“While Arizona is widely believed to be an arid state primarily composed of deserts, there are numerous ecosystems within our climate-type that thrive,” she said. “For instance, 90 percent of the country’s supply of leafy greens from November to March is produced in Yuma County, which is part of my district. I firmly believe that a stable, local food supply is essential to maintaining national security, and we must therefore continue to support our farmers and ranchers.”
McGuire is hopeful that S.B. 1740 will shift the target usually placed squarely on agriculture water as the “low hanging fruit.”
“In the long term, when development has another ready source of water to rely on for growth, rather than looking to agriculture as the state’s water storage account, it helps preserve farmers’ access to water for the future,” she explained.
Members of the Arizona Farm Bureau are doing a lot to remain proactive and use water more efficiently. “Water is the most important and scarcest resource on which our farmers rely, so it’s in their best interest to use it wisely,” McGuire said.
Arizona farmers have invested countless hours and millions of dollars in water efficiency technology such as drip irrigation, soil sensors, GPS land leveling, laser light, hand-moveable sprinkler systems and more. “They have also used science to their advantage, developing methods of crop rotation and no-till that are better for both soil health and water conservation,” McGuire added.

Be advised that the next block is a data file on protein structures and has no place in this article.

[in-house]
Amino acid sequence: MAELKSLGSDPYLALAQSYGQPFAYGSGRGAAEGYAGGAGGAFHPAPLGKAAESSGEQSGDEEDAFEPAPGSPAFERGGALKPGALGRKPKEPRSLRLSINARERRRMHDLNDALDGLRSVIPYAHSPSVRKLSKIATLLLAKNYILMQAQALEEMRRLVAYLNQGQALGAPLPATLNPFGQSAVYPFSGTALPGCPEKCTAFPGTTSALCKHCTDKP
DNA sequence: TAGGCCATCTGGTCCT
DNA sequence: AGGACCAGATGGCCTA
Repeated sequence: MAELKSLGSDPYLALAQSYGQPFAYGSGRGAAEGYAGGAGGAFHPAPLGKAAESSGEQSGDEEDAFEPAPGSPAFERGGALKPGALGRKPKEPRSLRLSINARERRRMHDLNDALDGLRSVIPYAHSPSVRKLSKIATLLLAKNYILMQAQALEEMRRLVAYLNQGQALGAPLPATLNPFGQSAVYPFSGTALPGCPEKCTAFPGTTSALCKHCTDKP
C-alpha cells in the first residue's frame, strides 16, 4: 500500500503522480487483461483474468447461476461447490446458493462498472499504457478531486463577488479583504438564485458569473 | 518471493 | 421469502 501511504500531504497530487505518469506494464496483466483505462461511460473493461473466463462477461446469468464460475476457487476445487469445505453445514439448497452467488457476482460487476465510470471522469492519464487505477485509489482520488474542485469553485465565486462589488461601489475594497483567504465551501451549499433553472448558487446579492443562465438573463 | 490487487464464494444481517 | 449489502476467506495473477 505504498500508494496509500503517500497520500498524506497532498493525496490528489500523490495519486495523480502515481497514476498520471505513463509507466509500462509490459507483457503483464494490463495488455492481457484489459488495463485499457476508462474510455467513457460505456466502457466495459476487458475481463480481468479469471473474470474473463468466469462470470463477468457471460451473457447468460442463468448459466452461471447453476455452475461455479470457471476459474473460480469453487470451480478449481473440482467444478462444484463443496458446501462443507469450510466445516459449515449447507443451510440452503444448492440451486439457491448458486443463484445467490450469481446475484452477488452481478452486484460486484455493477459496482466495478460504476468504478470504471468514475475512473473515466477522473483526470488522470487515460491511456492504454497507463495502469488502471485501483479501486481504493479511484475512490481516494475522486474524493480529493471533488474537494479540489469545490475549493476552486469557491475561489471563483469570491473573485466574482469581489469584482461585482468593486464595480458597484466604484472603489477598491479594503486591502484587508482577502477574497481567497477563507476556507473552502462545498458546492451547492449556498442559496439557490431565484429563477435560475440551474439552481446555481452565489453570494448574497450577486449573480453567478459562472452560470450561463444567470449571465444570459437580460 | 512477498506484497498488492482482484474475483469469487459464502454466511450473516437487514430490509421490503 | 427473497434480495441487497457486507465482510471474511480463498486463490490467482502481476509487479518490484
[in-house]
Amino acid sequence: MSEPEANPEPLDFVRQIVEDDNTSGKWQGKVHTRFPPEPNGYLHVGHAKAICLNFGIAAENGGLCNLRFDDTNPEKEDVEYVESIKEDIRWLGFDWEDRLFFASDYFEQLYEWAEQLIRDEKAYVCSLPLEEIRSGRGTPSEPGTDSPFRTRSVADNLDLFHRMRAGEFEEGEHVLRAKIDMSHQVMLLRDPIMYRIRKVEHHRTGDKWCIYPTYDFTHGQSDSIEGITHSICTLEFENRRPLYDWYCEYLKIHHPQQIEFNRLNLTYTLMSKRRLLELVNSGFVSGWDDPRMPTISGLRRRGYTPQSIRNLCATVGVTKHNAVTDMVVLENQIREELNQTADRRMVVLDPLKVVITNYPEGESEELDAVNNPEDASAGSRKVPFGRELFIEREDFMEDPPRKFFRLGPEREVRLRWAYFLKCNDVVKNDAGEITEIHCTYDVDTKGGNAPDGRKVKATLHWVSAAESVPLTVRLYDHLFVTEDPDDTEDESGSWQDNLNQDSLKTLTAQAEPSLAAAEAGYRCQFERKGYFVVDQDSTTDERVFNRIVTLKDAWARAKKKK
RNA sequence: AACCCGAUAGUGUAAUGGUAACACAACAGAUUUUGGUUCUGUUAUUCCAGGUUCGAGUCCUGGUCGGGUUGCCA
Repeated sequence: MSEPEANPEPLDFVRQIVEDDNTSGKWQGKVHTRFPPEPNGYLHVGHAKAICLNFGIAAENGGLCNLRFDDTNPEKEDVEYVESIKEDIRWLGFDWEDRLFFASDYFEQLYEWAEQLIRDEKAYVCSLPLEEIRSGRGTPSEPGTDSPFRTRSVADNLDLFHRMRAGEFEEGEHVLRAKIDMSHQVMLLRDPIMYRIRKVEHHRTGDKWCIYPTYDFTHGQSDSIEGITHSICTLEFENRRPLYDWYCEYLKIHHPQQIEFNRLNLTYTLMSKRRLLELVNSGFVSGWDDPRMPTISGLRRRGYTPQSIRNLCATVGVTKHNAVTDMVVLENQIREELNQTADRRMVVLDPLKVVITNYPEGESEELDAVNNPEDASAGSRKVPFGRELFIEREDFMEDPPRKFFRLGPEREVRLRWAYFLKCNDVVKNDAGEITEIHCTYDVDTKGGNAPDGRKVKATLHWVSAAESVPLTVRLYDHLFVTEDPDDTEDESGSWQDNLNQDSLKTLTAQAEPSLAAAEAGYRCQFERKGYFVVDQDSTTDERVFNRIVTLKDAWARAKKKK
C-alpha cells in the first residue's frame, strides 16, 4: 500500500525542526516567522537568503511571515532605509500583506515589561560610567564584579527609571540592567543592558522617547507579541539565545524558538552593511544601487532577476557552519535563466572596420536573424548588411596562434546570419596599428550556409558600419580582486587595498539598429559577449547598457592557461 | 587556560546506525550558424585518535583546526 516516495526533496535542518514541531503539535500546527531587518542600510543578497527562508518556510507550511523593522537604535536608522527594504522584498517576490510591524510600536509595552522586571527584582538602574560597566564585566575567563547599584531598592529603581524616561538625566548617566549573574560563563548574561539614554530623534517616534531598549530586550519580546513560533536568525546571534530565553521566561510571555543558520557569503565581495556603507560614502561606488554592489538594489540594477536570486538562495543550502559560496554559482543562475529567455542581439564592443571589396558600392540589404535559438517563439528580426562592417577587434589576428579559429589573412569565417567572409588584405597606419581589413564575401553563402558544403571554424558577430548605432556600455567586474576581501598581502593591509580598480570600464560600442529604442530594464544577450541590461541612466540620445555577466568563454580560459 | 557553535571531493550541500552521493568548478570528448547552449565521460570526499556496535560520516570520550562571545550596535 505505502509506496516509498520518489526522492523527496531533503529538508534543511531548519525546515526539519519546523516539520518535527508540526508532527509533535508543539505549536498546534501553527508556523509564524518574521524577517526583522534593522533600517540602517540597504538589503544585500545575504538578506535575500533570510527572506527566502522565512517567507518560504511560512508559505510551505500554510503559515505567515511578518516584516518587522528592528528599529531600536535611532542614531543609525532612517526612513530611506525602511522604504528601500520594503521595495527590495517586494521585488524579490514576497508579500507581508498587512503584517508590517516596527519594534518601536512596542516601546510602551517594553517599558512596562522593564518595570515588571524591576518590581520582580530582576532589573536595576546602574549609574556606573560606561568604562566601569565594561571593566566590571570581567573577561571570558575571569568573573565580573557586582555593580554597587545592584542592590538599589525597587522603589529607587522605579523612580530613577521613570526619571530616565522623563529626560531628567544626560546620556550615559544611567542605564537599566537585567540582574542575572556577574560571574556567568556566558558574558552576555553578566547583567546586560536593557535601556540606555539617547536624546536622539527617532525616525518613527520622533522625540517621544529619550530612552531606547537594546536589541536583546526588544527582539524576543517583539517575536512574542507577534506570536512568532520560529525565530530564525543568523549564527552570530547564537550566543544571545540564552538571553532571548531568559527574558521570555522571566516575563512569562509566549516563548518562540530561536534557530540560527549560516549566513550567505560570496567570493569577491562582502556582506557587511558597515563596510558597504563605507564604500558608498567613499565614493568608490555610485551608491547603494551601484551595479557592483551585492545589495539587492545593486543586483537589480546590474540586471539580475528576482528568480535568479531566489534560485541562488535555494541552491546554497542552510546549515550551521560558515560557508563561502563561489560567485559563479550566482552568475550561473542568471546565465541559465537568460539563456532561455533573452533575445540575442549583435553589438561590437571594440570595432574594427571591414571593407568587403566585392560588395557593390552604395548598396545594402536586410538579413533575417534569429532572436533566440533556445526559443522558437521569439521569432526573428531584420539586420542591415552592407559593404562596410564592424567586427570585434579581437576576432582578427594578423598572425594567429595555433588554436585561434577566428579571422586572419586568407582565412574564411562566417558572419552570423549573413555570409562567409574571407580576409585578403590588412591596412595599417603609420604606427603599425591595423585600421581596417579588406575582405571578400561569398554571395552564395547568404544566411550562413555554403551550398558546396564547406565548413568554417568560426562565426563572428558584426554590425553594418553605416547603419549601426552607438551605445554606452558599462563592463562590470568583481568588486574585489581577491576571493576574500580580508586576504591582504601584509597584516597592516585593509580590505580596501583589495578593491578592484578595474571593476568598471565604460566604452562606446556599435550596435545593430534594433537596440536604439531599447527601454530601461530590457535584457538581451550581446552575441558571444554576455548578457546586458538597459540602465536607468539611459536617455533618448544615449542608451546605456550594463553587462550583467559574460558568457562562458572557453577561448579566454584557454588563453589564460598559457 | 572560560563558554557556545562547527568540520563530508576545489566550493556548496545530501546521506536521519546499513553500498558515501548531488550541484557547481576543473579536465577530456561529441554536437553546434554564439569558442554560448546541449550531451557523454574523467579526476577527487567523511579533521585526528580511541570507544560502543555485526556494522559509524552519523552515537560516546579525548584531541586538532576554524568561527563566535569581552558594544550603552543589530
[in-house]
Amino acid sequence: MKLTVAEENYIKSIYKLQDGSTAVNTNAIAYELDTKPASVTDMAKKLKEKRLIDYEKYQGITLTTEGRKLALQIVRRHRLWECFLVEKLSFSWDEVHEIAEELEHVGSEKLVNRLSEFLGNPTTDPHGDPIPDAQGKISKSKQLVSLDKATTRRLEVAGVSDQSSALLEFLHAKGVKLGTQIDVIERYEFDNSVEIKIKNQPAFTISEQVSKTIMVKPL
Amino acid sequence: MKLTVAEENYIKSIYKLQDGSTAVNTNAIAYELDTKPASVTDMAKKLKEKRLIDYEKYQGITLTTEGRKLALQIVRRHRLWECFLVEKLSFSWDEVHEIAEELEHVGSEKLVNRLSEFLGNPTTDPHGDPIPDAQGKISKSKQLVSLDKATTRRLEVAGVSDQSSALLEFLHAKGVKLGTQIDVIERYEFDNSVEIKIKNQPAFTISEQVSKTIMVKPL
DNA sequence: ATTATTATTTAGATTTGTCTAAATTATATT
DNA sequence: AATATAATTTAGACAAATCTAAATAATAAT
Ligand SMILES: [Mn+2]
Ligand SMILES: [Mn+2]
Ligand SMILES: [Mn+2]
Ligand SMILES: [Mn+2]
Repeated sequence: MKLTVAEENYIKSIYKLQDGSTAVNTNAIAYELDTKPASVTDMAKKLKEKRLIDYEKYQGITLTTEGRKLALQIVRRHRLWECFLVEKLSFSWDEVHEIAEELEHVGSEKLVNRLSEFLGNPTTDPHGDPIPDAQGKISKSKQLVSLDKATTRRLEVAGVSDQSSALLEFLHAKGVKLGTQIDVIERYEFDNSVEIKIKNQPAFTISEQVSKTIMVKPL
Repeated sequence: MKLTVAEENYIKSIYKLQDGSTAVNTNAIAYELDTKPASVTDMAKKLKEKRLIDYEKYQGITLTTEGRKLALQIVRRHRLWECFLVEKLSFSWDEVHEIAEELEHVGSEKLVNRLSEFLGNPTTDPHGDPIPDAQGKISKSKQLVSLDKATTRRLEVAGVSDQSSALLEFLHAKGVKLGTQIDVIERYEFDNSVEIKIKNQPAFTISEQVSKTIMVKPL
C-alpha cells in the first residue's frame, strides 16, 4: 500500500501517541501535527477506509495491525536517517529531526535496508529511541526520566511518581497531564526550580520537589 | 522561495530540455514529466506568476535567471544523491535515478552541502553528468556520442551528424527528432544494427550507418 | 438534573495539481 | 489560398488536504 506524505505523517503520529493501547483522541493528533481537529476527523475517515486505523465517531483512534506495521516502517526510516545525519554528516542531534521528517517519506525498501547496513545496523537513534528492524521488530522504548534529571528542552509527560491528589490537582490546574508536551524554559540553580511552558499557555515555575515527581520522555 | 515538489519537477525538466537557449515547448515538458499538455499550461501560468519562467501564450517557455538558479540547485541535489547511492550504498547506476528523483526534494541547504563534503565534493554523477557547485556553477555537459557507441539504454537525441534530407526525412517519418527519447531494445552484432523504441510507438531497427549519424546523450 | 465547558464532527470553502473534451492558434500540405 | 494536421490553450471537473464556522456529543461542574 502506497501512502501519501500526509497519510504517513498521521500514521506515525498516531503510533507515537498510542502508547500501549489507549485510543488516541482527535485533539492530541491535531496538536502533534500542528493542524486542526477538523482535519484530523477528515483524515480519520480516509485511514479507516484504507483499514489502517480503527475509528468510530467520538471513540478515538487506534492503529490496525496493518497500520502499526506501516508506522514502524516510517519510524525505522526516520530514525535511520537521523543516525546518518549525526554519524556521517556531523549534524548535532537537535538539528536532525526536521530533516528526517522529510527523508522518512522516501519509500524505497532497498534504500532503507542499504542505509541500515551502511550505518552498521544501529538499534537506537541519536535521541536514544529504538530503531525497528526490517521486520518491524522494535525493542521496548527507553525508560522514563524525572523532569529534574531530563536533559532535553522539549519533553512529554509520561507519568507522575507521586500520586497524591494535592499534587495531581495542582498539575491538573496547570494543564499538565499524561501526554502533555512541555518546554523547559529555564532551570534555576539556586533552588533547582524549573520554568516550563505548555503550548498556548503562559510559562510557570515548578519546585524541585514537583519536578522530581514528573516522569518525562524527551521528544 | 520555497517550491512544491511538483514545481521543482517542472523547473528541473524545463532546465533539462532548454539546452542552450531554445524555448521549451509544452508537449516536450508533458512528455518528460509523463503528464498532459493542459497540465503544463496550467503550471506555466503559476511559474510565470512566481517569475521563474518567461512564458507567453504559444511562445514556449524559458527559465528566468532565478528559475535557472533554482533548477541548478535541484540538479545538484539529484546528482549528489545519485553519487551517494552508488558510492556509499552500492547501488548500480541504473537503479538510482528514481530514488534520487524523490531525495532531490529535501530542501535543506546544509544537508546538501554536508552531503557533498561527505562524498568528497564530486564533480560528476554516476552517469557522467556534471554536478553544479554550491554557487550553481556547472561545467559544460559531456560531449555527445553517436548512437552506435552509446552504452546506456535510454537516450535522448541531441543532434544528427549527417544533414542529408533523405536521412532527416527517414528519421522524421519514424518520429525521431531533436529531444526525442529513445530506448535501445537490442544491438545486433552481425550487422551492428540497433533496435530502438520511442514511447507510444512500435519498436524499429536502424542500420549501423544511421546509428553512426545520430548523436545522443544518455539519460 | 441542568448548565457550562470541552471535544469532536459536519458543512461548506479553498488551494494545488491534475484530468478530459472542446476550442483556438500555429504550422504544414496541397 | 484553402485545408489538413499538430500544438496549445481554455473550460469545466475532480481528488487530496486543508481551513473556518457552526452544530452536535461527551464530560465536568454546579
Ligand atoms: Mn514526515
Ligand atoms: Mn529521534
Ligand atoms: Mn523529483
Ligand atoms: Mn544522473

One such farmer is John Boelts, owner and operator of Desert Premium Farms in Yuma, AZ, which grows melons and winter veg, as well as alfalfa, cotton and wheat. Boelts also serves as the first vice president of the Arizona Farm Bureau.
“The water we irrigate in Yuma terminates in all of our fields,” Boelts shared with The Produce News. “With not having tail water run off, we’re a lot more efficient.”
Boelts noted that one big downside farmers in Yuma face is the high concentration of salt in the Colorado River water they irrigate with.
“As we reduce water applied to crops, we very quickly run into a situation where salt becomes a factor,” he said. “I think there will be good opportunities to try different technologies to improve water irrigation and efficiency with S.B. 1740.”
Over the last 30-plus years, Yuma has reduced its Colorado River water use by 30 percent while simultaneously increasing yield and productivity by 30 percent.
However, despite the success of S.B. 1740 and existing efforts from farmers, challenges still remain when it comes to securing water for Arizona’s future and Boelts didn’t shy away from that topic.
“We have to do more to improve our wet water situation,” he said. “It’s crucial for growth, development and progress. We need to be conservative in the short-term, but we need to think big to develop wet water resources — whether it’s desalination or water augmentation. There are 40 million-plus people dependent on the Colorado River and there’s more moving here every day. While agriculture can gain a lot by being more efficient, we’re really looking towards the next step.
“I’m hoping we don’t just rest on our laurels but dream big so our great grandchildren can look back and say, ‘I enjoy what I have today because of those who spent the time and energy to do something about it,’” he concluded.
Photo: Arizona Governor Doug Ducey signing S.B. 1740.